“Buying Local” Shouldn’t Just Be A Catch Phrase: 3 Reasons That Small Town Retailers Should Be More Collaborative And Less Competitive.

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I know what you might be thinking: If you are in business it’s all about making money and you’ll make more money if you’re aggressive and competitive. While that might hold true for larger “big box” companies that isn’t necessarily the truth for retailers in smaller communities. At least it doesn’t have to be. As a retailer in a small town I know there is another way: Do you and still support other local businesses to raise the profile of ALL the businesses in the community.

As a retailer in a small town I truly believe that “Buy Local” means you also have to “Support Local”. This doesn’t just mean shopping as much as possible at locally owned businesses (but yes, please do!), because as a fellow business owner it also needs to mean supporting their growth and entrepreneurial ambitions.

Not everybody who reads this will agree, and that’s okay. But it’s my blog so I’m going to keep writing. 🙂 I’m going to lay out my top 3 reasons for why I think that the expression “rising tides raise all boats” is really important in a small town retail environment.

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Crew’s Quarters!! Locally strong for 29 years and counting.

More businesses attract more customers: I’m not just a retailer and local shop owner, I’m a consumer. I know this to be true from personal experience. One of my favorite things to do when I have a day off is to take a road-trip. Do you know where I go? Places like Niagara On The Lake and Stratford (also my last name, BTW…). Why? Because there are so many great shops and restaurants! Do you know where I don’t often take road trips? To places that only have one or two nice shops. Density matters! Density attracts! Density equals growth for everybody!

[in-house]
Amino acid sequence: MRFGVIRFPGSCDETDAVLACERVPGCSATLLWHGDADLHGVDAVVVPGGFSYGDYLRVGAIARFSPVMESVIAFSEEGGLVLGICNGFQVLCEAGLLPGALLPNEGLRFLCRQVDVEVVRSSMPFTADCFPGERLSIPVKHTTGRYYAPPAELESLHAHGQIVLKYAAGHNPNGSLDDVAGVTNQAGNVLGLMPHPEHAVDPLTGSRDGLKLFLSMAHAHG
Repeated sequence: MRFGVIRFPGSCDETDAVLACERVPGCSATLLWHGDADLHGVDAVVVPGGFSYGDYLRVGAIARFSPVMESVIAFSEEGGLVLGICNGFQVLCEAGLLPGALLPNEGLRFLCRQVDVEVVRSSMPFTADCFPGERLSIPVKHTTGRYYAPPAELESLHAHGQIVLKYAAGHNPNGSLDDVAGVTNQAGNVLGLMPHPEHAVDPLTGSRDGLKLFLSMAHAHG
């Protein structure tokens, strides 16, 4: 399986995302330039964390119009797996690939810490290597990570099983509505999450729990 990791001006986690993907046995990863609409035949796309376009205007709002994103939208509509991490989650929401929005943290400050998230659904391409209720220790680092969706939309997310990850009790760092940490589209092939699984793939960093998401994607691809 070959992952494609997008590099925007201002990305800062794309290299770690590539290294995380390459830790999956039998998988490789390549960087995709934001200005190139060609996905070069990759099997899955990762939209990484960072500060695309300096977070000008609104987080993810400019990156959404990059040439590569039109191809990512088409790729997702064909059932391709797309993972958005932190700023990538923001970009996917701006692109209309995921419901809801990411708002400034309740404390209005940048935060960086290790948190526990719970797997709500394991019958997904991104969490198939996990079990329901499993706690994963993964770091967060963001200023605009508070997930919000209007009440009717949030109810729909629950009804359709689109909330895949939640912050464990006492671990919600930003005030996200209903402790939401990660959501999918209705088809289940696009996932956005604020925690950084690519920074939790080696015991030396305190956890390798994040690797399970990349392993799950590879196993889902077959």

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The “Break-wall Brewery”. Smiling because there’s beer!!!

Businesses that collaborate are stronger: Recently Crew’s Quarters engaged with another local retailer, The Pie Guys Bake Shop, to sponsor a children’s Pumpkin Carving event. We did it for two reasons: Because pumpkin carving is awesome, and because together we could get more people out to the event than if we did it alone. By collaborating, by working beyond our own self interest, we could get more people out. That’s a lot more smiles and a lot more business for both of us. I also belong to a group called “Boss Babes” spearheaded by a local company called Buck Marketing . It is a collaborative gathering of Port Colborne female entrepreneurs who get together to celebrate each other as business owners. That’s it. Pretty cool.

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Mochaberry Coffee, where our coffee, “Kraken’s Fury” is roasted!!!

It’s Kind: Small towns are known for being kind places. Business owners, parents, educators, and politicians, we are often all the same people, a hybrid mix. There simply aren’t enough people to get away from wearing many hats. In a small town, kindness matters because you know and interact with nearly every resident/business owner/teacher/retailer! There are many ways to earn a buck, but the ones that are best, in my view, are the ones that come with kindness and respect. The means do not justify the end unless both are kind.

If we really live the “buy local” slogan, if we exemplify what it means even as business owners, we’ll all come out ahead stronger and better prepared for the future. Can a business grow all on it’s own? Sure. But no person is an island unto themselves, and no business has to be either. We’re stronger together. Let’s make sure we all remember that and help each other to grow! #supportlocal

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